• 9 3
 @justwaki: Oh, shut up, man.
  • 1 0
 @justwaki: I think it's fun to be slightly underbiked, but only in small doses. Being underbiked for an entire trail or ride, no thanks. I mean when I ride my full suspension (transition sentinal v1) I'm overbiked for a decent portion of the trails around here. Plus there's not that many miles of trails close by, so getting the hardtail made the trails I do have an interesting challenge again. I was pleasantly surprised by just how much more capable my japhy is compared to my previous hardtail a ~10 year old transition transAM: short, steep, 26", 90mm stem, etc. I knew it'd be a lot better, but it is VASTLY better.
  • 18 1
 Every time with hardtails they say the same exact thing...
  • 10 1
 There's only 1 person in PB crew who understands HT. Let him take care of these tests.
  • 9 7
 maybe hardtails are largely the same.
  • 2 3
 Yeah I’m kinda surprised at such a positive reception of these hard tail reviews... That being said, i guess even hard tail field test content is better than no field test content
  • 1 1
 @spaceofades: "modern" Hardtails are largely the same. Try riding something from earlier than 2015 and you'll know what I mean.
  • 7 0
 @spaceofades: to some, all black coffee tastes the same. I think it's similar with hardtails
  • 11 0
 Really excited about the relatively priced and very capable hardtails coming out right now.

One water bottle mount in that big ole' truss though? shaame
  • 7 1
 They limit seat post entry, so to fit a larger portion of consumers they'll leave them out. Its actually a problem I've run in to several times, especially when trying to up-fit a kid onto a bike they'll grow with for a few years. I've had bikes with posts you'd have to trim 25-50mm off of just to get it down to a useable height. It's not a bad idea on a bike that won't see a fit at a shop since it'll keep a customer from sending a bike back due to a lack of insertion depth. there are several clamp on bottle boss options that'll allow for a second cage.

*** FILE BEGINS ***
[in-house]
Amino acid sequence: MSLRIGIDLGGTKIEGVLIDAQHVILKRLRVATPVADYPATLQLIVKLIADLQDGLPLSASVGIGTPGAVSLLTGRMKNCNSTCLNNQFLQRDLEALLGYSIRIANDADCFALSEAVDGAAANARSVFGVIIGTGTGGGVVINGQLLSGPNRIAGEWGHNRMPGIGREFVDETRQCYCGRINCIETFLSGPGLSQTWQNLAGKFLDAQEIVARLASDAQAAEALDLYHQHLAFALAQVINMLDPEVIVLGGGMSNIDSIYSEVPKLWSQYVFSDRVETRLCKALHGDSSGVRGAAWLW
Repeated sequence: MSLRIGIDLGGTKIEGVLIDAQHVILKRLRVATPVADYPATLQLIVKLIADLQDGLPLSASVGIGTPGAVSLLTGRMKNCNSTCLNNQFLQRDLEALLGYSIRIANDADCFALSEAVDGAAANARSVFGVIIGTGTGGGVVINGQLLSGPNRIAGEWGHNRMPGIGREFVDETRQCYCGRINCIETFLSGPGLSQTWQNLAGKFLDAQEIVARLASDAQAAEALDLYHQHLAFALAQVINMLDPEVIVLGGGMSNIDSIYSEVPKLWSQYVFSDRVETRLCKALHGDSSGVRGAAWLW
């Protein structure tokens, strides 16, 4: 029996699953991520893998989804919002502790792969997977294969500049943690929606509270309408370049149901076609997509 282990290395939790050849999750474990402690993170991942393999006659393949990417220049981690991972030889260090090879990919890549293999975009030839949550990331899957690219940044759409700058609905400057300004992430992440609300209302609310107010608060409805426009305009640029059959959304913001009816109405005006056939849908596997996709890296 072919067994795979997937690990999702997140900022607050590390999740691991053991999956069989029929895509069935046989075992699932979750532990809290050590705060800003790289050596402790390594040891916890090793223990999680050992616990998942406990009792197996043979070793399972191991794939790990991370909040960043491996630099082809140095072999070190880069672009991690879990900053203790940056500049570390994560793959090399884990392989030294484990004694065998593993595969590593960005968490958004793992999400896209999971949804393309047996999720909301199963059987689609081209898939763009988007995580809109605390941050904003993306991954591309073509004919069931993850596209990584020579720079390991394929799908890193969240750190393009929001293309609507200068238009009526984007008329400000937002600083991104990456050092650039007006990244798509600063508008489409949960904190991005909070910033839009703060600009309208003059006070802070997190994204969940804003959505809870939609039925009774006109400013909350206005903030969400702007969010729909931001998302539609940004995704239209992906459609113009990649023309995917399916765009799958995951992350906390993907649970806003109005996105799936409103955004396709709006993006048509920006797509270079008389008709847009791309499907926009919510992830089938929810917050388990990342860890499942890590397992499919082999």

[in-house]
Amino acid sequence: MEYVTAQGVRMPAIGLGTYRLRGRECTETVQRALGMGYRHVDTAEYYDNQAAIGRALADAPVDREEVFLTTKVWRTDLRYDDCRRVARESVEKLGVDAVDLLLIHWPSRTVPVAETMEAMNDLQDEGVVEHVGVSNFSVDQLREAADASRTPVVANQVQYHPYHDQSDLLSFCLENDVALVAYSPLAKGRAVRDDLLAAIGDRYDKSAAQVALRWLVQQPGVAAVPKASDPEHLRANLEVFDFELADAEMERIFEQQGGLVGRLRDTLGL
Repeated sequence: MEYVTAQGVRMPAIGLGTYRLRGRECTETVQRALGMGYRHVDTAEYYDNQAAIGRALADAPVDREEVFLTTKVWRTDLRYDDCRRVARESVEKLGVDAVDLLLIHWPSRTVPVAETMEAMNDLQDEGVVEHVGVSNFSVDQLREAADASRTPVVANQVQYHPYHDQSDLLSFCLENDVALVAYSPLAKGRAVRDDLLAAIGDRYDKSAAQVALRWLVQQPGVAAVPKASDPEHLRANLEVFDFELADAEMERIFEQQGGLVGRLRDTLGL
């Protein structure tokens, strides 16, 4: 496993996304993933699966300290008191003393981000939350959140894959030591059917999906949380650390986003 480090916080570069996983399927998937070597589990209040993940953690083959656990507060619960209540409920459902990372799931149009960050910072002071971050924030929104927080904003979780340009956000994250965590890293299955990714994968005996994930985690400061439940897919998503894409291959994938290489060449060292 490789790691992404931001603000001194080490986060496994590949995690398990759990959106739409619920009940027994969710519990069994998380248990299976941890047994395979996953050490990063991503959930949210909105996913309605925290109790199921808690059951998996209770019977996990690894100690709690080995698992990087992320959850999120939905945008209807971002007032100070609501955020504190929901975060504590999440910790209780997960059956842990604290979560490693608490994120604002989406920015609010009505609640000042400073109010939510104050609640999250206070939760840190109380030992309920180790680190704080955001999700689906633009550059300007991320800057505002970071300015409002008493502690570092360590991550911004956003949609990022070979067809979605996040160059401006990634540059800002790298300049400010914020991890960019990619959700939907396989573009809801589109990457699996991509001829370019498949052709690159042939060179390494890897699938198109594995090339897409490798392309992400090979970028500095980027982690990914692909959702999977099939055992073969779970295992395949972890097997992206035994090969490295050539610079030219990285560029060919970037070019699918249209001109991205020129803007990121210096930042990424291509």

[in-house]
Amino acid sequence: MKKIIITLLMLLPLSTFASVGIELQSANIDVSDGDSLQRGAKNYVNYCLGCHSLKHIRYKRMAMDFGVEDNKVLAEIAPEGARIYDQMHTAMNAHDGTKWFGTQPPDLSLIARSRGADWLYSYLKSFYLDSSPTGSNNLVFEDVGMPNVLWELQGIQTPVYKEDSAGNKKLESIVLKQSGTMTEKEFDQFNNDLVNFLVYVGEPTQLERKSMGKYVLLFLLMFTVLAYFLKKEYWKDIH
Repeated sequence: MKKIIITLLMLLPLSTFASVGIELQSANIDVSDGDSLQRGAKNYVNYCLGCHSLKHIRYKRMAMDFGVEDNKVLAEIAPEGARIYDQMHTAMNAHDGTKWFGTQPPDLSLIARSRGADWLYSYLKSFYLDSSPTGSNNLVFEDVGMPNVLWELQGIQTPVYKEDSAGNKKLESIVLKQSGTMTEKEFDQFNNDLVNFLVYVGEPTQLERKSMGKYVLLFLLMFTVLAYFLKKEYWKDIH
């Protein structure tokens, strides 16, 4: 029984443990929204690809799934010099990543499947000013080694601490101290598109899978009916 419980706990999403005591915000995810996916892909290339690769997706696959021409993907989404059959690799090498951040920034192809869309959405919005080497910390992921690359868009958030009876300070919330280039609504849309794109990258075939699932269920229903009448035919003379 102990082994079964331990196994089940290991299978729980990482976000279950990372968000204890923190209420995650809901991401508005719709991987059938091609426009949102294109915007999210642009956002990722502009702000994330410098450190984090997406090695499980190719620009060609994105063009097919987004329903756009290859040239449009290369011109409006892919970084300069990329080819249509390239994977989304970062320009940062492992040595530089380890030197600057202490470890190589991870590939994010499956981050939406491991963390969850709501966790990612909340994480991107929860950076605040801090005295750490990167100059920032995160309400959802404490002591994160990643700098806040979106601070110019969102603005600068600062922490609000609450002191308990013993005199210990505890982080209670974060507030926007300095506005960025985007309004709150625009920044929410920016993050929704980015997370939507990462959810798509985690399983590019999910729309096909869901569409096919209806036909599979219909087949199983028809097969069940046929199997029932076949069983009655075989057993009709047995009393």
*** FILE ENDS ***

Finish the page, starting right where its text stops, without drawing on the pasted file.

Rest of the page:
• 2 0
 It's that or not running a long dropper post. You can't have both.
  • 2 0
 Two of these solve the problem: I fit two full size bottles on a L Nucleus frame (very similar geometry to the Sentier).
  • 2 0
 @jeffgicklhorn: wow, that's some ghetto shit.
  • 1 0
 @BikesBoatsNJeeps: this was covered on the last ht review. There are braze ons that are just little threaded bolts.
  • 1 0
 @BikesBoatsNJeeps: The TwoFish Quick Cage adapters for instance are great choice for adding bottle cages:
  • 1 0
 @dirtyburger: And a couple orders of magnitude more expensive then a rivnut in the frame. You could use a flush PEM stud as well, literally 100 different things are available, but this is a reasonably priced bike.
  • 14 1
 Geometry may or may not work for someone, but this spec is super solid.
  • 4 0
 Probably good it isn't super long and slack, there needs to be all rounders. My hardtail is far from steep a 65 degrees but it's relatively short, which is exactly what I want when I'm popping around on xc trails.
  • 2 0
 I normally ride a large frame, sized down to a medium for this bike and love it
  • 10 0
 Vitus killing it recently
  • 7 0
 I have the 27" version with the same build. SOOO much fun that I regularly ride it instead of my super high end carbon 29" wonderbike. Don't let the budget price and slightly dated geometry fool you, the bike is great.
  • 6 0
 At first I thought maybe Pinkbike had gotten the geometry numbers wrong; but then I realized that's just because I bought the smaller 27.5" wheeled version for my kids, which as a substantially shorter 425mm chainstay, slightly longer 432mm reach (in the Medium), slightly steeper 66-degree head tube angle, and of course a shorter stack. Now I'm wishing Pinkbike had tested the Sentier 27 VR (or VRS), since I'm curious how my kids' bikes stack up.
  • 2 1
 Username checks out... jokes aside, as long as the little ripper is having fun, you got them the right bike!
  • 1 0
 @diegosk: Yeah, part of my point might have been unclear; but I think the Sentier 27 is the better Sentier, so I wish it --or maybe the full sus Escarpe-- was representing Vitus here. For a budget 29er in the same family, I would definitely choose the Nukeproof Scout 290 Scout (or Ragley Big Al) over the Sentier 29. But admittedly that's partly because personally I find 2.35"W tires (like those on the Sentier 29) too narrow for my taste.